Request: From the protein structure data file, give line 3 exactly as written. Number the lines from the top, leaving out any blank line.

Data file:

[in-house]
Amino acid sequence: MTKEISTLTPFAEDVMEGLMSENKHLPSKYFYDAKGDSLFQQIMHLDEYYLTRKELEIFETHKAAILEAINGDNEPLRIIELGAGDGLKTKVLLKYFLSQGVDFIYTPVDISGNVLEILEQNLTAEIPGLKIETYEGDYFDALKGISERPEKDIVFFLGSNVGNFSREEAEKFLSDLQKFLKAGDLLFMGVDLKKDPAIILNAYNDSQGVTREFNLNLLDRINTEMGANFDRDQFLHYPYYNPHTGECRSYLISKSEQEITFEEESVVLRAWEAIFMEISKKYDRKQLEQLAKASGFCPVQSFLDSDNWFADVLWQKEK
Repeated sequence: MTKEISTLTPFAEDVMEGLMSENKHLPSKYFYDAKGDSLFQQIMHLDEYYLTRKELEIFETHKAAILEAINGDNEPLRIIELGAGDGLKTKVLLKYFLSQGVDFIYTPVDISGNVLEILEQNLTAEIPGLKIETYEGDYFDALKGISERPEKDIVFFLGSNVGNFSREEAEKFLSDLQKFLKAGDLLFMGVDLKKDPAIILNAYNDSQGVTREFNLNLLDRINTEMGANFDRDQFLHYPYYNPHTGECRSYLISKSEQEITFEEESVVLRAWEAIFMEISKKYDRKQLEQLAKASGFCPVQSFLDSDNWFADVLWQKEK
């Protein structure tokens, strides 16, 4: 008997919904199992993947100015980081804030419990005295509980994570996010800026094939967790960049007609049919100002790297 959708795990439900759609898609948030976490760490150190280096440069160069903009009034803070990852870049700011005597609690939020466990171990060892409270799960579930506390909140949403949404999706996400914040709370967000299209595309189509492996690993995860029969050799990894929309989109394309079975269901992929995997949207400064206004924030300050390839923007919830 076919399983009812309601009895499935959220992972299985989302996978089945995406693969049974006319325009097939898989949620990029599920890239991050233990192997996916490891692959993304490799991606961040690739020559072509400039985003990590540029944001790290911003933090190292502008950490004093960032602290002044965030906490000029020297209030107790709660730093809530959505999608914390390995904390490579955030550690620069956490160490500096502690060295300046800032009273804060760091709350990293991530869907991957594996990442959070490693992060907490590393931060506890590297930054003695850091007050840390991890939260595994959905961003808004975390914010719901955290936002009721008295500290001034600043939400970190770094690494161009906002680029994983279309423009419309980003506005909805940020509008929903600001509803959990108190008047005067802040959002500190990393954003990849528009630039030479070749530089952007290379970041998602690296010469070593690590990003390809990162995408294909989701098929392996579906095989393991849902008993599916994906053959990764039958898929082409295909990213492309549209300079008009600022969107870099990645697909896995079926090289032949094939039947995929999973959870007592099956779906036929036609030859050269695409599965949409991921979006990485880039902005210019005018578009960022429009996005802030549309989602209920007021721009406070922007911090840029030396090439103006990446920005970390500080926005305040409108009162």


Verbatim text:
Repeated sequence: MTKEISTLTPFAEDVMEGLMSENKHLPSKYFYDAKGDSLFQQIMHLDEYYLTRKELEIFETHKAAILEAINGDNEPLRIIELGAGDGLKTKVLLKYFLSQGVDFIYTPVDISGNVLEILEQNLTAEIPGLKIETYEGDYFDALKGISERPEKDIVFFLGSNVGNFSREEAEKFLSDLQKFLKAGDLLFMGVDLKKDPAIILNAYNDSQGVTREFNLNLLDRINTEMGANFDRDQFLHYPYYNPHTGECRSYLISKSEQEITFEEESVVLRAWEAIFMEISKKYDRKQLEQLAKASGFCPVQSFLDSDNWFADVLWQKEK